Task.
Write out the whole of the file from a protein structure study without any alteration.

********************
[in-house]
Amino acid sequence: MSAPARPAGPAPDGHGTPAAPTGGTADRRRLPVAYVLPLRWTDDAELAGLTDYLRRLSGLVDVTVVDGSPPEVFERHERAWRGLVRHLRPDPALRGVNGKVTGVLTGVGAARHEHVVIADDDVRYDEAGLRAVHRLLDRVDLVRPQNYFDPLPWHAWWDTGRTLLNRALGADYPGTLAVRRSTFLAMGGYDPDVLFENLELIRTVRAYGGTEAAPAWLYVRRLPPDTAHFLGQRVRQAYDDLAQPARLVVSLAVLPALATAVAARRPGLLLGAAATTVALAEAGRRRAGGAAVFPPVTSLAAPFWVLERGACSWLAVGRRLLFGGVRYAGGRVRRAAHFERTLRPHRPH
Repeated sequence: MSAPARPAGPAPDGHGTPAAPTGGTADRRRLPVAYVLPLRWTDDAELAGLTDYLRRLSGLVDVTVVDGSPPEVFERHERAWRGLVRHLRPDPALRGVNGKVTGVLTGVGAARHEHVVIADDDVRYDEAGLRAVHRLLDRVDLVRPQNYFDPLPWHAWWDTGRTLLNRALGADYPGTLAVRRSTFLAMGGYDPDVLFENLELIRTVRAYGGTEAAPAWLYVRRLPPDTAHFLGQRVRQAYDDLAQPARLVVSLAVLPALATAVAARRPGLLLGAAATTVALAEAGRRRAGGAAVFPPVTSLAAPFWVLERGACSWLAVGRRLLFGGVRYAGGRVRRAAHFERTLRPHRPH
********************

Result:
[in-house]
Amino acid sequence: MSAPARPAGPAPDGHGTPAAPTGGTADRRRLPVAYVLPLRWTDDAELAGLTDYLRRLSGLVDVTVVDGSPPEVFERHERAWRGLVRHLRPDPALRGVNGKVTGVLTGVGAARHEHVVIADDDVRYDEAGLRAVHRLLDRVDLVRPQNYFDPLPWHAWWDTGRTLLNRALGADYPGTLAVRRSTFLAMGGYDPDVLFENLELIRTVRAYGGTEAAPAWLYVRRLPPDTAHFLGQRVRQAYDDLAQPARLVVSLAVLPALATAVAARRPGLLLGAAATTVALAEAGRRRAGGAAVFPPVTSLAAPFWVLERGACSWLAVGRRLLFGGVRYAGGRVRRAAHFERTLRPHRPH
Repeated sequence: MSAPARPAGPAPDGHGTPAAPTGGTADRRRLPVAYVLPLRWTDDAELAGLTDYLRRLSGLVDVTVVDGSPPEVFERHERAWRGLVRHLRPDPALRGVNGKVTGVLTGVGAARHEHVVIADDDVRYDEAGLRAVHRLLDRVDLVRPQNYFDPLPWHAWWDTGRTLLNRALGADYPGTLAVRRSTFLAMGGYDPDVLFENLELIRTVRAYGGTEAAPAWLYVRRLPPDTAHFLGQRVRQAYDDLAQPARLVVSLAVLPALATAVAARRPGLLLGAAATTVALAEAGRRRAGGAAVFPPVTSLAAPFWVLERGACSWLAVGRRLLFGGVRYAGGRVRRAAHFERTLRPHRPH